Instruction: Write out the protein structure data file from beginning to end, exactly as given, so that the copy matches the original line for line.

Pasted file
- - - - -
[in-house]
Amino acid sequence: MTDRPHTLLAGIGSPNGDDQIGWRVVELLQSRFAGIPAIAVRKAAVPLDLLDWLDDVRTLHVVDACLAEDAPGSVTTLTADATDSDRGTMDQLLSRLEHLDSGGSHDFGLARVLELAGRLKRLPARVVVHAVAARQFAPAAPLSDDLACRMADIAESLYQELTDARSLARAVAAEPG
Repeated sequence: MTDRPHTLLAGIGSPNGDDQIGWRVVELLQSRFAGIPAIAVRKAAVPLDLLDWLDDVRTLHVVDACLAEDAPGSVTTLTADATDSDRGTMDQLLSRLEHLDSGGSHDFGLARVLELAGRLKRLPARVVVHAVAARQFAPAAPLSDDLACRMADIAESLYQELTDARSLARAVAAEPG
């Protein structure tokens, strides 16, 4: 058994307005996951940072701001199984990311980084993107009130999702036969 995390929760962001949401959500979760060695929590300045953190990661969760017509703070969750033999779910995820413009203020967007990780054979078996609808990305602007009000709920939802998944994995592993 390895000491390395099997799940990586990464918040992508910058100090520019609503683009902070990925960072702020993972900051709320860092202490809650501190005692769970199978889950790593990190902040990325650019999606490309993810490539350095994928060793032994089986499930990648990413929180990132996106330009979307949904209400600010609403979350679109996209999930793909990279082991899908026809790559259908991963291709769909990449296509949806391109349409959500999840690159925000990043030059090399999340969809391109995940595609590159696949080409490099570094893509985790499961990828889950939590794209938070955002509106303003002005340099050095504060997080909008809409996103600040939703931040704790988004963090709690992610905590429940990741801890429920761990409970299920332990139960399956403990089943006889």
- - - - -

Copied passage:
[in-house]
Amino acid sequence: MTDRPHTLLAGIGSPNGDDQIGWRVVELLQSRFAGIPAIAVRKAAVPLDLLDWLDDVRTLHVVDACLAEDAPGSVTTLTADATDSDRGTMDQLLSRLEHLDSGGSHDFGLARVLELAGRLKRLPARVVVHAVAARQFAPAAPLSDDLACRMADIAESLYQELTDARSLARAVAAEPG
Repeated sequence: MTDRPHTLLAGIGSPNGDDQIGWRVVELLQSRFAGIPAIAVRKAAVPLDLLDWLDDVRTLHVVDACLAEDAPGSVTTLTADATDSDRGTMDQLLSRLEHLDSGGSHDFGLARVLELAGRLKRLPARVVVHAVAARQFAPAAPLSDDLACRMADIAESLYQELTDARSLARAVAAEPG
């Protein structure tokens, strides 16, 4: 058994307005996951940072701001199984990311980084993107009130999702036969 995390929760962001949401959500979760060695929590300045953190990661969760017509703070969750033999779910995820413009203020967007990780054979078996609808990305602007009000709920939802998944994995592993 390895000491390395099997799940990586990464918040992508910058100090520019609503683009902070990925960072702020993972900051709320860092202490809650501190005692769970199978889950790593990190902040990325650019999606490309993810490539350095994928060793032994089986499930990648990413929180990132996106330009979307949904209400600010609403979350679109996209999930793909990279082991899908026809790559259908991963291709769909990449296509949806391109349409959500999840690159925000990043030059090399999340969809391109995940595609590159696949080409490099570094893509985790499961990828889950939590794209938070955002509106303003002005340099050095504060997080909008809409996103600040939703931040704790988004963090709690992610905590429940990741801890429920761990409970299920332990139960399956403990089943006889």